Raw Milk And Produce Do Consumers Desire Some Level Of Risk?
Jim Prevor’s Perishable Pundit, July 11, 2007
Our piece entitled, Risk And Raw Milk, dealt with the general issue of risk and the degree to which consumers ought to be able to accept risk in the food supply. It brought a response that shows both the astonishing diversity of produce people and different perspectives on what is risky:
Raw milk is the greatest tasting milk in the world provided it comes from cows that graze fresh green clean grass pastures with limited protein supplements preferably from Jersey or Short Horn breeds.
This is real “whole food” in its truest most natural form.
Yes, I agree there is a very, very slight chance that you could contract Tuberculosis (TB) or Brucellosis. Just read the health warning on the label from raw milk producers. The raw milk I know of on sale in California is produced in Fresno and is now on sale in the Berkeley Bowl and other places in California, produced by www.organicpastures.com .
Probably my biggest health concern about this milk, as with all dairy products, is too much is bad for one’s cholesterol levels. Raw milk will stay fresh for about 7 to 8 days under refrigeration at 4 Celsius.
Pasteurization of milk (heated to 170F for 19 seconds), “not homogenized,” is about as close to fresh raw milk as most people will ever get. I recommend you try Organic Cream Top Milk from Strauss in a glass bottle or in Trader Joe’s Organic Cream Top label. Truly a great product from cows that get to graze green pastures and live a normal existence.
The down side to this milk is the pasteurization process does reduce some essential enzyme and nutrient values, but at least you know the food safety issue are zipped tight.
Pasteurized milk stays fresh about 14 to 16 days under refrigeration at 4 Celsius.
Ultra-pasteurization of milk around 1-2 seconds, at a temperature exceeding 275 degrees: On the other end of the Un-Raw milk scene, you can drink ultra heat treated milk/ultra-pasteurized from a brick carton & homogenized that can stay fresh for many months without refrigeration.
This is the milk the average American pulls from the refrigerator in the supermarket, actually this “Fresh Milk” you are buying does not need refrigeration because of the (UHT or Ultra Pasteurization) process and the High-tech carton it is wrapped in is Aseptic. Though the dairy industry does not advertise this fact as it may actually send out the wrong message to the already confused consumer. The dairy wants you to think it is fresh.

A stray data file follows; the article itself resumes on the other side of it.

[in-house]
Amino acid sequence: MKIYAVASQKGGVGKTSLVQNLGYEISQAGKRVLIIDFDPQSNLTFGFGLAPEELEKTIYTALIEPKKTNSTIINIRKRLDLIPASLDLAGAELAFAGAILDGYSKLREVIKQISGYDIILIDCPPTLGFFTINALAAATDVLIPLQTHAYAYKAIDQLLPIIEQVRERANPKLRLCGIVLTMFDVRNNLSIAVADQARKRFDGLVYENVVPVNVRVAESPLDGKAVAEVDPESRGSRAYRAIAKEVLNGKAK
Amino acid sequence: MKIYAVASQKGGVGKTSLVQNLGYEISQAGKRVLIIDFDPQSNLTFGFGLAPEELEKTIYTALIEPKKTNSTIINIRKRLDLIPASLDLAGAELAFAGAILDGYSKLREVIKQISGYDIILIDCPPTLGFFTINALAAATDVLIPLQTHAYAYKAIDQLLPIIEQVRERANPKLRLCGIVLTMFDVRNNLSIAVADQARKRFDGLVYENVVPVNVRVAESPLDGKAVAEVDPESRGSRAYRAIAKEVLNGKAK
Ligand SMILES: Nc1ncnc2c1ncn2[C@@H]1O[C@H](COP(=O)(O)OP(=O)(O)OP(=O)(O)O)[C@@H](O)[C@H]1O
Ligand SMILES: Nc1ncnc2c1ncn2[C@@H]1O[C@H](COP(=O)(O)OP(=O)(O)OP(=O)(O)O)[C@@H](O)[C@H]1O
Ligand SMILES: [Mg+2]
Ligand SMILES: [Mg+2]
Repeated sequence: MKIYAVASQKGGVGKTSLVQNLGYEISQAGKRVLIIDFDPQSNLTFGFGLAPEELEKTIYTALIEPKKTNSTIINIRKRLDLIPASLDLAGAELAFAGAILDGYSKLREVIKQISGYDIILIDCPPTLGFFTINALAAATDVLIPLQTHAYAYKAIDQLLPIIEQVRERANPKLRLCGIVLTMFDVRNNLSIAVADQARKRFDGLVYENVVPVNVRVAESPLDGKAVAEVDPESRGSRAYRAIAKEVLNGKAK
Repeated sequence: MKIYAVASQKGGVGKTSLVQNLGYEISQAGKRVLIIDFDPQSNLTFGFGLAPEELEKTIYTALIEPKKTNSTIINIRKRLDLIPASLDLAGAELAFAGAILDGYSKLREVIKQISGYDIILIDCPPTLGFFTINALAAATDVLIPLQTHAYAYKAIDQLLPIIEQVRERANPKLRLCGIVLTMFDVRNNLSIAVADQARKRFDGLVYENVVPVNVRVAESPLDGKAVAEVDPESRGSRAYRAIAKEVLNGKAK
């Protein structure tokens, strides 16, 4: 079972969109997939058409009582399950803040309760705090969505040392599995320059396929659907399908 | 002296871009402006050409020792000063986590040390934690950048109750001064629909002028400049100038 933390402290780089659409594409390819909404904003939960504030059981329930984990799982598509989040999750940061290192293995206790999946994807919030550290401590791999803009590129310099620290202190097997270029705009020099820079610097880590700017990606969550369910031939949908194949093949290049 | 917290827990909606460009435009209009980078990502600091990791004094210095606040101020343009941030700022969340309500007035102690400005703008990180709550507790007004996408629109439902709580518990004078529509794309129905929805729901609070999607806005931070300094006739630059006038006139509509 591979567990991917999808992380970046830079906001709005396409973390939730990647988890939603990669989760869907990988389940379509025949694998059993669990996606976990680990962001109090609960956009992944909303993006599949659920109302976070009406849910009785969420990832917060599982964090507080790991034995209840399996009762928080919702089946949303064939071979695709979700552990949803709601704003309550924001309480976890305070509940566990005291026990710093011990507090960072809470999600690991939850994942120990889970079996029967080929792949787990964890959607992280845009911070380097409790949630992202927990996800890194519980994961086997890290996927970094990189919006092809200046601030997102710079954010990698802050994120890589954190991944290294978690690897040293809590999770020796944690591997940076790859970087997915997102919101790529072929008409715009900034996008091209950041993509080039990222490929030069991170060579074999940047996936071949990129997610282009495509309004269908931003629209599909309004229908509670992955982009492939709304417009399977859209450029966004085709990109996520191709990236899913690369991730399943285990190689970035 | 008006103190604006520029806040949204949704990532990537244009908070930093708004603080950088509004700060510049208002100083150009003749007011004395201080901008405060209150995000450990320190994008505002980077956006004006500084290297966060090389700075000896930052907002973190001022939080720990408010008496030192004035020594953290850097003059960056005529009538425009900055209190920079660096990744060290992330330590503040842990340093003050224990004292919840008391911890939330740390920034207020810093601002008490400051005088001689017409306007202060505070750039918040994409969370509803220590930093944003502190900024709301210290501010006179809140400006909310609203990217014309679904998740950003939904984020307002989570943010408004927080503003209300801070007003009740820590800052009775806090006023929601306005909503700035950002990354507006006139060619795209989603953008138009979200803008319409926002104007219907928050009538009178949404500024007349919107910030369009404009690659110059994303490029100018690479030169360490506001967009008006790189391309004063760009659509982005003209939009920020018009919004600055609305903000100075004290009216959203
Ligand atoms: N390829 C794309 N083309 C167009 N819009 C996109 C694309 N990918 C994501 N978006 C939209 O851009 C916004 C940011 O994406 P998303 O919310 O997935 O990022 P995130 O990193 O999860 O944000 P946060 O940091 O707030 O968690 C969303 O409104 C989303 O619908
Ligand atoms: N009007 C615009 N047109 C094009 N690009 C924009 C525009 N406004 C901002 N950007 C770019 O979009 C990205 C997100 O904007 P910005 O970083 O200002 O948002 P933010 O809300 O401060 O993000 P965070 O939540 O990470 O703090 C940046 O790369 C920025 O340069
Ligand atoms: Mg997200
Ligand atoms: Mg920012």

This product is great when you need milk on the corn flakes when you are stuck in a desert for two months or are navigating around the world on a small sail boat with no sight of land for 3 months or great as a protein supplement for the starving masses in the third world when a food shortage occurs.
This product is a far cry from what Fresh Milk is. Though because of its great shelf life, this milk can be stored and shipped for long periods at the convenience of the dairy producers. UHT/Ultra-pasteurized milk should be shelved along in the markets with tinned fruit and canned tomatoes and the dairy companies should fess up to the public that this is a product far inferior than what was originally extracted from cow down on the farm.
This in turn would leave the supermarket refrigerators plenty of space for the Fresh milk that really needs to keep cool. This milk is probably safer than regular pasteurized I am guessing, and I am sure plenty of people will correct me but it is not fresh milk.
Ultra-pasteurization of milk packed aseptically will stay (Fresh?) 6 months-plus. Most of this milk is produced from mass dairy lots. Produced from cows that are jacked up on Posilac /rbST and force-fed very high levels of Proteins. Now I recommend no one drinks milk from this kind of farm, and if you do happen to drink it make sure it is not RAW.
This type of milk production is about as sick as it gets. Cows on Posilac produce about 15 % more milk than cows that are not, but have about 25% less length of life than cows not on Posilac.
This type of milk production is all about the profit of the big dairy companies and nothing about the well being of the animals they profit from and nothing to do with the consumer. As long as it looks like milk and does not make the consumer sick in the short term, then it’s ok. This is not also to mention the excessive amounts of probiotics and antibiotics that are used in the average American dairy herd today .
Cows are way over stocked and intensified, therefore producing a much higher need for disease control. The reverse assumption can be applied to less intensified farms.
— Duncan McNiff — Owner
Bayfresh Produce Co
San Francisco, CA
Duncan got his training and qualifications as a dairy, beef, sheep and grassland farm manager in Ireland in 1990, so he knows a thing or two about dairies and milk production. We have heard from Duncan before here and appreciate his insight into a world most produce people know little about.
The question regarding pasteurization and homogenization on milk is, though, whether it is in one sense the same question we are confronting on produce.
Is there such a thing as an acceptable level of foodborne illness outbreak? Or is zero the only acceptable level?
If, for example, we found that only by irradiation could we get outbreak levels to zero — as we dealt with here — would that be a good reason for the FDA to make irradiation mandatory?
Or do consumers have some rights to say they prefer some risks to others? Even if they can’t prove the merit of their case scientifically?
Many thanks to Duncan for his strong, and experienced, opinion.